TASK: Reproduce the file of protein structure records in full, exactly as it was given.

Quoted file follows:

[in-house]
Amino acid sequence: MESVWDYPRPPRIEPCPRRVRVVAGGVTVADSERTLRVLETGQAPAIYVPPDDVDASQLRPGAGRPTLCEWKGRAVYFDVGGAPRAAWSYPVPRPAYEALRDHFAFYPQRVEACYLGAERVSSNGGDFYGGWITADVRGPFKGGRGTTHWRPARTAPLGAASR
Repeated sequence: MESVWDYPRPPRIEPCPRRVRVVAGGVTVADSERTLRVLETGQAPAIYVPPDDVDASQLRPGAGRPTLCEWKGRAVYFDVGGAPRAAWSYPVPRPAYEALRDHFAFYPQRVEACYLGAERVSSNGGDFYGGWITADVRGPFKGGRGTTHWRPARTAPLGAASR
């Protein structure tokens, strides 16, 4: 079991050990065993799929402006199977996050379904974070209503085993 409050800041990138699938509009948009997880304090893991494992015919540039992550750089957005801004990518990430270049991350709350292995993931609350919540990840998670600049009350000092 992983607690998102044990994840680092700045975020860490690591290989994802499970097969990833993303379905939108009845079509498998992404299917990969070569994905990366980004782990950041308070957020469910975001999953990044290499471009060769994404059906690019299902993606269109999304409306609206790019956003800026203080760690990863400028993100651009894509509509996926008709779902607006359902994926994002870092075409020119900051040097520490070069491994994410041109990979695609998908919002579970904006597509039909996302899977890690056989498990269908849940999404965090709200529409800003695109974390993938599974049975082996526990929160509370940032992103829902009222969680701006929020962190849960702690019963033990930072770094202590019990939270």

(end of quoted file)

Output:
[in-house]
Amino acid sequence: MESVWDYPRPPRIEPCPRRVRVVAGGVTVADSERTLRVLETGQAPAIYVPPDDVDASQLRPGAGRPTLCEWKGRAVYFDVGGAPRAAWSYPVPRPAYEALRDHFAFYPQRVEACYLGAERVSSNGGDFYGGWITADVRGPFKGGRGTTHWRPARTAPLGAASR
Repeated sequence: MESVWDYPRPPRIEPCPRRVRVVAGGVTVADSERTLRVLETGQAPAIYVPPDDVDASQLRPGAGRPTLCEWKGRAVYFDVGGAPRAAWSYPVPRPAYEALRDHFAFYPQRVEACYLGAERVSSNGGDFYGGWITADVRGPFKGGRGTTHWRPARTAPLGAASR
């Protein structure tokens, strides 16, 4: 079991050990065993799929402006199977996050379904974070209503085993 409050800041990138699938509009948009997880304090893991494992015919540039992550750089957005801004990518990430270049991350709350292995993931609350919540990840998670600049009350000092 992983607690998102044990994840680092700045975020860490690591290989994802499970097969990833993303379905939108009845079509498998992404299917990969070569994905990366980004782990950041308070957020469910975001999953990044290499471009060769994404059906690019299902993606269109999304409306609206790019956003800026203080760690990863400028993100651009894509509509996926008709779902607006359902994926994002870092075409020119900051040097520490070069491994994410041109990979695609998908919002579970904006597509039909996302899977890690056989498990269908849940999404965090709200529409800003695109974390993938599974049975082996526990929160509370940032992103829902009222969680701006929020962190849960702690019963033990930072770094202590019990939270």